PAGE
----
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From The Amazon to The Edge of Lima, 'Boom' Remains a Dream

Thousands of Peruvians on the edge of Lima are a world away from the capital's prosperity, with little hope they will share the fruit of a decade of growth, despite promises from presidential candidates.

Hundreds of homes sit atop a former rubbish dump in the slum of Cantagallo, which has a clear view across the rapidly developing capital and lies only a mile (some two kilometers) from the presidential palace.

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Archeologists Dig for Secrets in Mexico Tunnel

Archeologists are unearthing a 2,000-year-old tunnel outside bustling modern day Mexico City searching for clues to one of the region's most influential former civilizations.

Heavy rains at the site of Teotihuacan, some 25 miles (40 kilometers) from the capital, accidentally provided the first sign of the tunnel's existence in 2003, when the water made a tiny hole in the ground.

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Impressionist Giant Manet Gets Blockbuster Show in Paris

First it was Claude Monet. Now it's Edouard Manet's turn to get the blockbuster treatment in the city where he was born, lived, worked and died.

"Manet: The Man who Invented Modern Art" opened to the public on Tuesday at the Musee d'Orsay, where it is sure to pull in big crowds through to its scheduled final day on July 3.

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Europe's Oldest Readable Writing Found in Greece

A clay tablet over 3,000 years old that is considered Europe's oldest readable text has been found in an ancient refuse pit in southern Greece, a US-based researcher claimed on Tuesday.

The tablet, an apparent financial record from a long-lost Mycenaean town, is about a century older than previous discoveries, said Michael Cosmopoulos, an archaeology professor at the University of Missouri-St Louis.

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Indian 'Living God' in Critical Condition

One of India's best-known spiritual leaders, famous for his apparent miracles and long list of influential followers, is on life support in a southern hospital, officials said Tuesday.

Satya Sai Baba, 85, who has devotees in more than 100 countries, was admitted to a hospital funded by his organization in the town of Puttaparthi with lung and chest congestion on March 28.

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Picasso Painting to Attempt Journey to West Bank

A Palestinian art academy is preparing to spruce itself up for a famous guest: a $7 million Pablo Picasso masterpiece that would be the first displayed in the West Bank. But simply arranging the painting's journey remains a far more difficult work in progress over complications such as finding reliable transport and clearing Israeli checkpoints.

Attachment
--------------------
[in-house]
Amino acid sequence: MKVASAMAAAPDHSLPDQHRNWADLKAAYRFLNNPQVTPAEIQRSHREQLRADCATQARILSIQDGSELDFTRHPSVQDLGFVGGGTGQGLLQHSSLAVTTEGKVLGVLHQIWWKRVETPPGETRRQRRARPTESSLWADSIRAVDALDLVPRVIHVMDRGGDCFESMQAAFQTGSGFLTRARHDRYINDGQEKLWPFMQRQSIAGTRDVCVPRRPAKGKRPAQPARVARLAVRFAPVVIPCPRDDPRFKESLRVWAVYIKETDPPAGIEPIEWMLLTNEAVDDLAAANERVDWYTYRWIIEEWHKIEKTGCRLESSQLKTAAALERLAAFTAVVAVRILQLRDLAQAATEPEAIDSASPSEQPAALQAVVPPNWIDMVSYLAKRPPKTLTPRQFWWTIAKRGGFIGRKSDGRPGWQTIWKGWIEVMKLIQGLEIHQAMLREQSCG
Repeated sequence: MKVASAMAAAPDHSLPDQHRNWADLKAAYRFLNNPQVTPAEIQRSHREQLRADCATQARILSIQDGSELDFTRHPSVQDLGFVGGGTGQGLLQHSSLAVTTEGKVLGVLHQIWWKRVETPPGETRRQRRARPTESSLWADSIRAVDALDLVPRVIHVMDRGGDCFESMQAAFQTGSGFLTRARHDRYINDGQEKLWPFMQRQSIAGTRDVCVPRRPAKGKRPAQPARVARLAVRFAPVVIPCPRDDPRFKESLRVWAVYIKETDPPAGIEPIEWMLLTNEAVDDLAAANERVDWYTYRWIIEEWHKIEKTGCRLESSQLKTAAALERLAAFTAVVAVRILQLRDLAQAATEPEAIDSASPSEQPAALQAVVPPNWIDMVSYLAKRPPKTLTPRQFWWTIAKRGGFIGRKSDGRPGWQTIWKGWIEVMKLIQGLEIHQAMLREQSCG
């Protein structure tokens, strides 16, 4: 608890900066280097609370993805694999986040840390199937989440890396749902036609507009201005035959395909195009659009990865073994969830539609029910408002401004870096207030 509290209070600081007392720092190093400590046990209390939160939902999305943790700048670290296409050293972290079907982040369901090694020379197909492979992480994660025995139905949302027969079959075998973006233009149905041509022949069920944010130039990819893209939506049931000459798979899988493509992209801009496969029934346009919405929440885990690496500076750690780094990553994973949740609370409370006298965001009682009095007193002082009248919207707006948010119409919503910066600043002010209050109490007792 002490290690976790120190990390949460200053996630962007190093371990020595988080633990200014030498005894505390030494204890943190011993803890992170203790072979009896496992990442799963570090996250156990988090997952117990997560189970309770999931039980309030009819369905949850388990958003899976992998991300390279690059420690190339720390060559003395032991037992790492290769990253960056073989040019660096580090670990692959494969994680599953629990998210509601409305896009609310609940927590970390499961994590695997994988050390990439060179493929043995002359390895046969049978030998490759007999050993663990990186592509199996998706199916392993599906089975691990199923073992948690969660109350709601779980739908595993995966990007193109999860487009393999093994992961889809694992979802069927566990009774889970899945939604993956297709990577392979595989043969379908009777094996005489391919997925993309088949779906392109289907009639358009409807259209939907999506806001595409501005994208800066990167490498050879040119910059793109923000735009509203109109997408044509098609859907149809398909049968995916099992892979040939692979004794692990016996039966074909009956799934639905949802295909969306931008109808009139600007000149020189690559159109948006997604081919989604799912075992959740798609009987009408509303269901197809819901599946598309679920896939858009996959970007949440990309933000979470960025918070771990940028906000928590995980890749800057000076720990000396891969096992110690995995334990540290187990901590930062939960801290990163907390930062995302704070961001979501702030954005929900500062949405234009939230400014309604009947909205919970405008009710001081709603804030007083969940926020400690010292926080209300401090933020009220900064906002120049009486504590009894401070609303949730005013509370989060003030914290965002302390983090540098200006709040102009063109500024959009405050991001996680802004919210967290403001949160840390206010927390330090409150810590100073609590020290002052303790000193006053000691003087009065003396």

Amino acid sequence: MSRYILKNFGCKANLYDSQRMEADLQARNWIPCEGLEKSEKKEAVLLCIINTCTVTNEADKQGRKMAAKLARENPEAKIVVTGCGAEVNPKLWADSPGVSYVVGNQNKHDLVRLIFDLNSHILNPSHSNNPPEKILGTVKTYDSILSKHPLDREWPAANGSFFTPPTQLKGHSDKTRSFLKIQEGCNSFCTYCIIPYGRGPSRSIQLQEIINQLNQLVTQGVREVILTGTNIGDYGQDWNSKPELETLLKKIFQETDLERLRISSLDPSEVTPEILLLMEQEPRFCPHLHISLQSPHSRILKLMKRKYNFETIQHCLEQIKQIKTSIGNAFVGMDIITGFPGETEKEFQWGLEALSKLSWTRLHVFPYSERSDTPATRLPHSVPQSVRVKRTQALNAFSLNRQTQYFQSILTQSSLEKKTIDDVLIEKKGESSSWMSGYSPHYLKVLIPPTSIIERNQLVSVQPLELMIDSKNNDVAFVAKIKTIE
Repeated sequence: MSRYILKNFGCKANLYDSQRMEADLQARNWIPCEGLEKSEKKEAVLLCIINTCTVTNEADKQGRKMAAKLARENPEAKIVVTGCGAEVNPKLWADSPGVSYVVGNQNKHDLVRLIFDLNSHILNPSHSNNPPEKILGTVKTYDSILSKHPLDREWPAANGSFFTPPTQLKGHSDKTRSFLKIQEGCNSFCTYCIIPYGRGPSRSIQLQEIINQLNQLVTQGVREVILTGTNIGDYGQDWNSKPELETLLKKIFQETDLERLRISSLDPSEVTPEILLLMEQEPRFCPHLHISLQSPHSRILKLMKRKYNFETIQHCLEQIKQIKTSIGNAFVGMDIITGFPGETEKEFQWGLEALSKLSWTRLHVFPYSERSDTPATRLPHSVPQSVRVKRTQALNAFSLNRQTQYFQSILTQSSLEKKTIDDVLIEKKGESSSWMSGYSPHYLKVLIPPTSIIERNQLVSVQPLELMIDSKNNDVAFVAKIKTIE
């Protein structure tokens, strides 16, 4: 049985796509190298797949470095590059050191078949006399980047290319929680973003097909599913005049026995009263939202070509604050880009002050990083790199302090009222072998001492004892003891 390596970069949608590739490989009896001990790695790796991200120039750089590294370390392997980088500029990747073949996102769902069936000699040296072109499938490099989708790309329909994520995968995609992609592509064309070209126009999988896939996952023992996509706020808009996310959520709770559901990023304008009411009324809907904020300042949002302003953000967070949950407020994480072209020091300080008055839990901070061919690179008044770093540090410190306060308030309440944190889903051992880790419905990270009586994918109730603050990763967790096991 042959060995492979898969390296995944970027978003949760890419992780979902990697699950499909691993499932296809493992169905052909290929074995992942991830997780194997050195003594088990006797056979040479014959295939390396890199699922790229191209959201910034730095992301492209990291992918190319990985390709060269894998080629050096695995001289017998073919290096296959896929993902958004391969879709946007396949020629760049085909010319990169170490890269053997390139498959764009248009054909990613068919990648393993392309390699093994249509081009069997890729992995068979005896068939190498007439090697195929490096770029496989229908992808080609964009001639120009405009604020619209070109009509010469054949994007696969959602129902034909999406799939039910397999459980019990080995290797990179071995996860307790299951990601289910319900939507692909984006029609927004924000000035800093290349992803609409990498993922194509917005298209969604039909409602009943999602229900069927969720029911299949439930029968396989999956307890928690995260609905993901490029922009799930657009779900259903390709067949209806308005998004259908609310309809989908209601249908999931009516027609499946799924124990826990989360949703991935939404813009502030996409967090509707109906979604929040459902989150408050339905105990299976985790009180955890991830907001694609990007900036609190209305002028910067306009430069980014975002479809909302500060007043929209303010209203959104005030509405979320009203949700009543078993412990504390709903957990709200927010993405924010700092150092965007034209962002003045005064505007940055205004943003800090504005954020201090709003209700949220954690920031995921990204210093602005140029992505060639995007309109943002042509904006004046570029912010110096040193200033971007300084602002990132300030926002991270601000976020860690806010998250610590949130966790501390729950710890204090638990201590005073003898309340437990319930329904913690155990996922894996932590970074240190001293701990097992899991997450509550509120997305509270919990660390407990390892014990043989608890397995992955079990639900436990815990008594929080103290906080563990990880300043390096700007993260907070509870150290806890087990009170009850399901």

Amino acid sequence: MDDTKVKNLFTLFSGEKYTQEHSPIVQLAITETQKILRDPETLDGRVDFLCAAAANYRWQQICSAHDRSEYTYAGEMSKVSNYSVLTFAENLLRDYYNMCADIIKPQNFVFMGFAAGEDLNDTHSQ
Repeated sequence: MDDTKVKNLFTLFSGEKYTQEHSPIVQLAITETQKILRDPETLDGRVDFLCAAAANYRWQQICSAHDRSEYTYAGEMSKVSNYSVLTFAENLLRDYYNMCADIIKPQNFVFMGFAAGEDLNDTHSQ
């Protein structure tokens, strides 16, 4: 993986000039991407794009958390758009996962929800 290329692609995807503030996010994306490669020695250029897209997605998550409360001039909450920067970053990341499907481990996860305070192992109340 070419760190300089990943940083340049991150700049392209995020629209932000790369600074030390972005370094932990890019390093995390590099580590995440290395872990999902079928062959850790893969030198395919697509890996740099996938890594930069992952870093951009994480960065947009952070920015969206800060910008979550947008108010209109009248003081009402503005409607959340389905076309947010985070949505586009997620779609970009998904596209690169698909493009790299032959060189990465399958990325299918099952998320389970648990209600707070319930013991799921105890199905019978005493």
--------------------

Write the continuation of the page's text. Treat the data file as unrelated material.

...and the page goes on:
The more than yearlong negotiations and planning — drawing in the Israeli military, Palestinian curators and Dutch museum officials — highlight the obstacles for even ordinary commerce or movement within the West Bank or through the few openings in the separation barrier with Israel.

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Wine Tasters Swoon Over Bordeaux's 'Liquid Beauty'

Bordeaux is spoiled for choice as it unveils the 2010 vintage, its third smash hit in six years, in a week of barrel tastings for wine professionals from around the world.

"It's liquid beauty," said Denis Dubourdieu, a consulting winemaker and director of the Institute of Vine and Wine Sciences (ISVV) at the University of Bordeaux.

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Nixon Museum Opens New Watergate Exhibition

U.S. archivists unveiled a new permanent exhibition on Watergate Thursday at the Richard Nixon presidential library, aiming to give a more balanced view of the infamous scandal.

The Watergate Gallery -- which replaces a previous version criticized as a whitewash for Nixon -- aims to help "make sense of the web of personalities, actions and intentions at the heart of the Watergate scandal," said organizers.

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Rare Napoleonic Museum Opens in Cuba

Napoleon Bonaparte goes on display in Cuba Friday with the reopening of the Napoleonic Museum of Havana, which boasts the largest collection of French revolutionary and imperial items outside of Europe.

Napoleon never set foot in Cuba but his physician, Corsican-born Francesco Antommarchi, who treated him during his last days in exile on Saint Helen, moved here after the emperor died in 1821, bringing with him the French icon's death mask.

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Getty to Return Dutch Painting Looted by Nazis

The Getty Museum said Tuesday it is returning a 17th century Dutch painting looted by the Nazis during World War II to the heirs of Jewish art dealer Jacques Goudstikker.

Goudstikker fled the Netherlands just before the Nazis invaded the country in 1940, leaving behind a splendid art collection that included "Landscape with Cottage and Figures," painted around 1640 by Pieter Molijn.

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